We have taken it for granted for years that the future of content production lies with ‘IP’, with all its benefits. The exciting news is that we are now passing from theory to practice. One of the major proof-of-concepts trials has been that of the Belgian broadcaster VRT, LiveIP. In addition, RTL in Luxembourg has announced its IP project, RTL-city. And the news at NAB April 2016 was that most broadcast equipment manufacturers are now offering IP enabled products in their catalogues. Added to that, we see an increase in new players coming from the software and internet industries.
That said, IP-based technology is still evolving, and new standards are still being developed. Some vendors are also offering their own proprietary solutions. Why? One reason is that standardisation is a slow process, and there is undeniably a demand out there for immediate solutions.
There are many different alliances and partnerships promoting particular solutions. One example is Sony’s IP Live community, which promotes the Network Media Interface – NMI. Another is the SMPTE Registered Disclosure Document 37, promoted by Aspen. This focuses
on media transport over IP driven by Evertz. AIMS promotes a roadmap made up of SMPTE standards and VSF specifications.
Basing the system on the modular design of the IT world – the OSI model (Open Systems Interconnection) is the key to achieving the flexibility needed, though it comes at the cost of greater complexity.
There is a most important pre-requisite for many broadcasters - they need for components to be available from multiple vendors – they need to avoid ‘captive markets’ and to maintain competition in the market.
An Evolutionary Roadmap
In order to help the broadcaster-members of the European Broadcasting Union, an EBU working group has drawn up what it believes will be the evolution of the technology over the coming years. The ‘roadmap’ (see Figure below) was welcomed by many organizations, and has been adopted by the Joint Task Force on Networked Media (JT-NM). The Figure indicates the future ’generations’ of IP infrastructure.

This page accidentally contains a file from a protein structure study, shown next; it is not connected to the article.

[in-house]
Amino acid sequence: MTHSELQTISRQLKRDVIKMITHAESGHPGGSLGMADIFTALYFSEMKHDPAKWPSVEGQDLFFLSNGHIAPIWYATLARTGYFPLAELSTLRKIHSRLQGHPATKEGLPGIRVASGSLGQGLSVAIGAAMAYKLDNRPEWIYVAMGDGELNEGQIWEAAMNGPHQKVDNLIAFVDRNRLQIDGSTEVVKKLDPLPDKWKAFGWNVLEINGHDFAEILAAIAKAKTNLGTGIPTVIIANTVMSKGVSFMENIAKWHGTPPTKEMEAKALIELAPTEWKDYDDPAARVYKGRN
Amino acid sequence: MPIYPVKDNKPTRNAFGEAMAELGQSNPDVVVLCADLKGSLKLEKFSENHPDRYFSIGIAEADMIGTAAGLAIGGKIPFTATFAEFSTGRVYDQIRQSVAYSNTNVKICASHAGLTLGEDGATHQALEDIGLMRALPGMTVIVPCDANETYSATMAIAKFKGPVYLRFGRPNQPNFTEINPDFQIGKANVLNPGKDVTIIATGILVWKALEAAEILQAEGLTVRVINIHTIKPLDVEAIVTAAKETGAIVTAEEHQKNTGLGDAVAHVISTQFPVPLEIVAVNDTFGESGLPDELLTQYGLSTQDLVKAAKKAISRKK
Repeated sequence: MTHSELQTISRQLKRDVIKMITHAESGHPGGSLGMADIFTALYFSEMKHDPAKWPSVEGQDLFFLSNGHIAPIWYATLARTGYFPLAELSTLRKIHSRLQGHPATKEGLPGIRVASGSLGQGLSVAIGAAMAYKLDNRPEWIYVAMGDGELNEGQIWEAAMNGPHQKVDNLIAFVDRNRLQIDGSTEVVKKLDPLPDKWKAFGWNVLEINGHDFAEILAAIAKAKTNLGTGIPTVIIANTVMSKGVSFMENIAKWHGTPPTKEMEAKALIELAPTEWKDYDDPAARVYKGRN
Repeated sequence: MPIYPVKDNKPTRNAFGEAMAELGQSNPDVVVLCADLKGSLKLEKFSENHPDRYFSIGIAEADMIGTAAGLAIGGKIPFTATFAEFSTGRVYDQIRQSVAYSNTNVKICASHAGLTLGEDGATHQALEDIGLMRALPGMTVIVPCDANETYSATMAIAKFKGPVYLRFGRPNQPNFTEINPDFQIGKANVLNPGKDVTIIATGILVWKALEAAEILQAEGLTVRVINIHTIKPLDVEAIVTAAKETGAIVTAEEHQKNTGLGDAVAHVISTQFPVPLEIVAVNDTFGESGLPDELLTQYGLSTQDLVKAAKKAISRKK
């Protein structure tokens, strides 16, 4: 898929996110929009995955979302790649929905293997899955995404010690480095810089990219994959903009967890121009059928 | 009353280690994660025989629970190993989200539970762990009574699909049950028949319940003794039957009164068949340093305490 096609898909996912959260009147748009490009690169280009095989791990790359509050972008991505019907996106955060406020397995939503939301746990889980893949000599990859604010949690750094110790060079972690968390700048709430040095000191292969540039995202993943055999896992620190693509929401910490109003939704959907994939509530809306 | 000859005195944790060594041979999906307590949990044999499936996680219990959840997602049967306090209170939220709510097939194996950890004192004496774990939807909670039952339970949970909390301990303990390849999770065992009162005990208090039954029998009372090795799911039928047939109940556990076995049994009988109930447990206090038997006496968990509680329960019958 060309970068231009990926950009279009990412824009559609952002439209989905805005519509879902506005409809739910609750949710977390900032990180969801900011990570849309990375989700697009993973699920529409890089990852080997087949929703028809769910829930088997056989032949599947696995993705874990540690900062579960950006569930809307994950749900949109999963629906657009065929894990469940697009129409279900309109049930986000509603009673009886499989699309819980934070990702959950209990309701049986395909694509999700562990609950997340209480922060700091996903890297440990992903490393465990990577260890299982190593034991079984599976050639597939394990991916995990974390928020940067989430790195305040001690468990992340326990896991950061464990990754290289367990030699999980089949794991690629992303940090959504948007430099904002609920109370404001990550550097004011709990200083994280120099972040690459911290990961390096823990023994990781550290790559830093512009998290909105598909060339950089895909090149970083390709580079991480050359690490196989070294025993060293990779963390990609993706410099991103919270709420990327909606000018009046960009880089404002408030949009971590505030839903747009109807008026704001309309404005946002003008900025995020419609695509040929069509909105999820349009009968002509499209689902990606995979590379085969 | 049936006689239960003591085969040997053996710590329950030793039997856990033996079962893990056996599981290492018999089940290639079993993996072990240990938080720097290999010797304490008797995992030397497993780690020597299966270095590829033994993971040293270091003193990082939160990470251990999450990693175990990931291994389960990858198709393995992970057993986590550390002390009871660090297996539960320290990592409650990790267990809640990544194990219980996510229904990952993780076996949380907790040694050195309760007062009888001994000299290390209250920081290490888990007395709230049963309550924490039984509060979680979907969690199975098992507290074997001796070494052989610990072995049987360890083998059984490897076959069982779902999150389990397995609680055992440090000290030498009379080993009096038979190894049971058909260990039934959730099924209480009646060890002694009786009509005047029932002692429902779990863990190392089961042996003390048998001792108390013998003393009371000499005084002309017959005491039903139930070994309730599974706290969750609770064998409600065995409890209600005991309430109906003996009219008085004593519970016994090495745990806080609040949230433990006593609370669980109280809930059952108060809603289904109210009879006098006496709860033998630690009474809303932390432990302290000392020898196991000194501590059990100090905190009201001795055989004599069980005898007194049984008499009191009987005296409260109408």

Generation 0: Current SDI
The current mature technology for interoperability is the Serial Digital Interface (SDI). This technology is still evolving, with new 6G and 12G-SDI and multi-link capability that enable even higher bitrates to support Ultra-High Definition (UHD) formats. We will see this technology around for many years, and many users – in perhaps business critical uses – will continue to rely on it for a number of years to come. SDI is not dead!
Generation 1: SDI over IP
A baby-step evolution is to start by transporting the SDI audio and time signals over IP. The “SDI over IP” (SMPTE ST 2022-6) is the generation of equipment that is available today. It opens the doors to building a studio based on network switches rather than an SDI matrix, a fundamental step in the transition. As a result, broadcasters can start to build the know-how and competences needed to implement the transition – one of the biggest challenges organisations will face. However, this technology generation usually results in very similar workflows to those of today and, therefore, it is more a step on a migration path than the final result of the transition. The buyers of this technology are naturally curious about upgradability to next generations, and indeed some vendors are already promising that it can be done.
Generation 2: Elementary Flows
The elementary flow generation will bring more flexibility in the workflows, some bandwidth optimization, and support new formats like UHD. This is an area of intense activity in the standardisation community. An example is the open specification developed by the VSF, Transport of Uncompressed Elementary Stream Media over IP (TR-03). This is now in the hands of the SMPTE for standardisation. This ‘due process’ takes many months before ratification, and the technology maturity and widespread availability usually comes after a few iterations of interoperability workshops.
Generation 3: Self-managed systems
This generation is about automated network management and up-scaling the size and speed of the possible infrastructure set-up. Automatic discovery, resource identity modelling and connection management were identified in the JT-NM Reference Architecture as the foundation of this generation. The AMWA has developed the Network Media Open Specification (NMOS) that implements the JT-NM discovery and registration frameworks. This is timely as the SMPTE is currently working on standardising VSF TR-03. This will become SMPTE ST 2110.
Generation 4: Virtualization
This later generation is about fully exploiting cloud technologies. Many issues still have to be sorted out for live applications, including security aspects, sufficient network speed, and the capacity for applications to function over networks without a guaranteed quality of service. And for the same requirements of vendor lock-in avoidance, we will need open interfaces for virtualized services and data pipes. We can expect it will take many more years of work to get there.
The IP infrastructure train has definitely left the station, and we have a roadmap for the future... Stop by and see our demo at IBC Stand 10.F20!